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A Mountain Woman Elia W. Peattie

Up the Gulch

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After they got beyond the timber country and rode hour after hour on a tract smooth as a becalmed ocean, she gave herself up to the feeling of immeasurable vastness which took possession of her. The sun rolled out of the sky into oblivion with a frantic, headlong haste. Nothing softened the aspect of its wrath. Near, red, familiar, it seemed to visibly bowl along the heavens. In the morning it rose as baldly as it had set. And back and forth over the awful plain blew the winds, -- blew from east to west and back again, strong as if fresh from the chambers of their birth, full of elemental scents and of mighty murmurings.

"This is the West!" Kate cried, again and again.

The major listened to her unsmilingly. It always seemed to him a waste of muscular energy to smile. He did not talk much. Conversation had never appealed to him in the light of an art. He spoke when there was a direction or a command to be given, or an inquiry to be made. The major, if the truth must be known, was material. Things that he could taste, touch, see, appealed to him. He had been a volunteer in the civil war, -- a volunteer with a good record, -- which he never mentioned; and, having acquitted himself decently, let the matter go without asking reprisal or payment for what he had freely given. He went into business and sold cereal foods.

"I believe in useful things," the major expressed himself. "Oatmeal, wheat, -- men have to have them. God intended they should. There's Jack -- my son -- Jack Shelly -- lawyer. What's the use of litigation? God didn't design litigation. It doesn't do anybody any good. It isn't justice you get. It's something entirely different, -- a verdict according to law. They say Jack's clever. But I'm mighty glad I sell wheat."

He didn't sell it as a speculator, however. That wasn't his way.

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"I earn what I make," he often said; and he had grown rich in the selling of his wholesome foods.

. . . . . . .

Helena lies among round, brown hills. Above it is a sky of deep and illimitable blue. In the streets are crumbs of gold, but it no longer pays to mine for these; because, as real estate, the property is more valuable. It is a place of fictitious values. There is excitement in the air. Men have the faces of speculators. Every laborer is patient at his task because he cherishes a hope that some day he will be a millionnaire. There is hospitality, and cordiality and good fellowship, and an undeniable democracy. There is wealth and luxurious living. There is even culture, -- but it is obtruded as a sort of novelty; it is not accepted as a matter of course.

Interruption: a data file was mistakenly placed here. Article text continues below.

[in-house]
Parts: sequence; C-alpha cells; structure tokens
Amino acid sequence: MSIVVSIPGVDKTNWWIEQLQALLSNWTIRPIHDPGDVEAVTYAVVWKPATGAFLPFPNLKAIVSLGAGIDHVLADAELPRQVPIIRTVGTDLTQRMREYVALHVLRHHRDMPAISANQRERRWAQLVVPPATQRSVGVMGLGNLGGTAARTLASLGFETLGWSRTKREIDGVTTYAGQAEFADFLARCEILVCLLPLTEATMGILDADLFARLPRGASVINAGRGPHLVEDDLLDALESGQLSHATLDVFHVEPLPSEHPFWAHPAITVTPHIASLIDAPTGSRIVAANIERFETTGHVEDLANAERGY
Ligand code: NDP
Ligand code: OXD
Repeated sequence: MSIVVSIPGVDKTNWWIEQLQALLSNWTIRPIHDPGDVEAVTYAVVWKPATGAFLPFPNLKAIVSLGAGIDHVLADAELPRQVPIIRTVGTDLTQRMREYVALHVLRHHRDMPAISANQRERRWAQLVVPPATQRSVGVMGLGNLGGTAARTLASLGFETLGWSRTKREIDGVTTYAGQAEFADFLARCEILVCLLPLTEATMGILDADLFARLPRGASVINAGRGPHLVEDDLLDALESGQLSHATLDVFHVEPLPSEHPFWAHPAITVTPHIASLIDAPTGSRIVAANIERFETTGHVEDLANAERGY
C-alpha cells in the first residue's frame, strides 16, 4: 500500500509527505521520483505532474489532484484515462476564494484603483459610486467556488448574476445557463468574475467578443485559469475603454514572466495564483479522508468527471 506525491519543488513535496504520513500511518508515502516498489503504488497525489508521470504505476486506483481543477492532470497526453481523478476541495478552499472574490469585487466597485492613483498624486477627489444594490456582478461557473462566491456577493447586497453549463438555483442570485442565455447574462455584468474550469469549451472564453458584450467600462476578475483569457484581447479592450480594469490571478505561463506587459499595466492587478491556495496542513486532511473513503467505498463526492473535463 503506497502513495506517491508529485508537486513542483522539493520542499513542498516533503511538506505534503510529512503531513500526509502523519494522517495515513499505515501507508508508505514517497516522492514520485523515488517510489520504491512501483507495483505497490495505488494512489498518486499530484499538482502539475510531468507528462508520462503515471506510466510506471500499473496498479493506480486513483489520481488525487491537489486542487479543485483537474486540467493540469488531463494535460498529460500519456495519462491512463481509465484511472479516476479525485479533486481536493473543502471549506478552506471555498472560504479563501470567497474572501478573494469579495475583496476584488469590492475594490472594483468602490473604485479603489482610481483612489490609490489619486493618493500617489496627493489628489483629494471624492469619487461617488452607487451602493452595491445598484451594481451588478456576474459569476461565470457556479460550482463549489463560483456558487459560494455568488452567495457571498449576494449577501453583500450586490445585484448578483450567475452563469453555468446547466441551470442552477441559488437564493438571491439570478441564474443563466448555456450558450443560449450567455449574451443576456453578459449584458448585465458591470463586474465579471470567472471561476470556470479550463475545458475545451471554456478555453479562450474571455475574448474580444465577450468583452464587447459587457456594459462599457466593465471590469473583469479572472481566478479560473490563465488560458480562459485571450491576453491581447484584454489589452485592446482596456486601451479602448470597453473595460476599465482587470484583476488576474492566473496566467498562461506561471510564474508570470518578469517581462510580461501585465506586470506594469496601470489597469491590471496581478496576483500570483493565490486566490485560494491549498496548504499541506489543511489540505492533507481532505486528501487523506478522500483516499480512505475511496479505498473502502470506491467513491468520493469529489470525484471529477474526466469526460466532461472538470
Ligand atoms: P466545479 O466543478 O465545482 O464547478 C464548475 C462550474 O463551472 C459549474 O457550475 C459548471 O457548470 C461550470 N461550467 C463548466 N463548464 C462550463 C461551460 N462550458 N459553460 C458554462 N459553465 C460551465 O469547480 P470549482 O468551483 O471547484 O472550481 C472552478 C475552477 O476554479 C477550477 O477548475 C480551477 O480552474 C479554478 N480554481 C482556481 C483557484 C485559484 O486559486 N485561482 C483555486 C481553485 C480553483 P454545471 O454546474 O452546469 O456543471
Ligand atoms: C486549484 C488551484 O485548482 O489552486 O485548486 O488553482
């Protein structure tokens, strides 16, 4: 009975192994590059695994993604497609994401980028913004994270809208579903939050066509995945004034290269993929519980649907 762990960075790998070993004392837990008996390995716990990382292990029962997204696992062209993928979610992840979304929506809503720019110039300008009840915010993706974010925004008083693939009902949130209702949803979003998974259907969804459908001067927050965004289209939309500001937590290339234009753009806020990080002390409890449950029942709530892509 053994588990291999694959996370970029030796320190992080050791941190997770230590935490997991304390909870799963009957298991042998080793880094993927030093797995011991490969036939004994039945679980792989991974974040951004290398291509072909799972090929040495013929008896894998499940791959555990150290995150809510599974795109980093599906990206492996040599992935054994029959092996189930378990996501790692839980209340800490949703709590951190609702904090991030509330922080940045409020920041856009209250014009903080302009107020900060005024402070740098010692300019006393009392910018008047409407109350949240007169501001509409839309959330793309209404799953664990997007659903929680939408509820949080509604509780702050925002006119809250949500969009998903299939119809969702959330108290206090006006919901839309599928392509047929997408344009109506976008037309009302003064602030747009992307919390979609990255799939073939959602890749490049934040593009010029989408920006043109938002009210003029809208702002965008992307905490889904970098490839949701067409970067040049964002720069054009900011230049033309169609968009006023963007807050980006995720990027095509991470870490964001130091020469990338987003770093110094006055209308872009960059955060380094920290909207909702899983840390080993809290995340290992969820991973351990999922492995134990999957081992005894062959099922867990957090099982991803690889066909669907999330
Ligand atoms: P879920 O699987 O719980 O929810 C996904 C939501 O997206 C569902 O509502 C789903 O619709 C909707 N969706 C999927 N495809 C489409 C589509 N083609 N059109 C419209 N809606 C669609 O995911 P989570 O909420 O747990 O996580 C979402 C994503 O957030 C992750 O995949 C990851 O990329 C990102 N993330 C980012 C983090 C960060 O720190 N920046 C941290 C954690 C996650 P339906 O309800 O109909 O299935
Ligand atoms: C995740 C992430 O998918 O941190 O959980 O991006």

Kate and the major were driven over two or three miles of dusty, hard road to a distant hotel, which stands in the midst of greenness, -- in an oasis. Immediately above the green sward that surrounds it the brown hills rise, the grass scorched by the sun.

Kate yielded herself to the almost absurd luxury of the place with ease and complacency. She took kindly to the great verandas. She adapted herself to the elaborate and ill-assorted meals. She bathed in the marvellous pool, warm with the heat of eternal fires in mid-earth. This pool was covered with a picturesque Moorish structure, and at one end a cascade tumbled, over which the sun, coming through colored windows, made a mimic prism in the white spray. The life was not unendurable. The major was seldom with her, being obliged to go about his business; and Kate amused herself by driving over the hills, by watching the inhabitants, by wondering about the lives in the great, pretentious, unhomelike houses with their treeless yards and their closed shutters. The sunlight, white as the glare on Arabian sands, penetrated everywhere. It seemed to fairly scorch the eye-balls.

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A Mountain Woman
Elia W. Peattie

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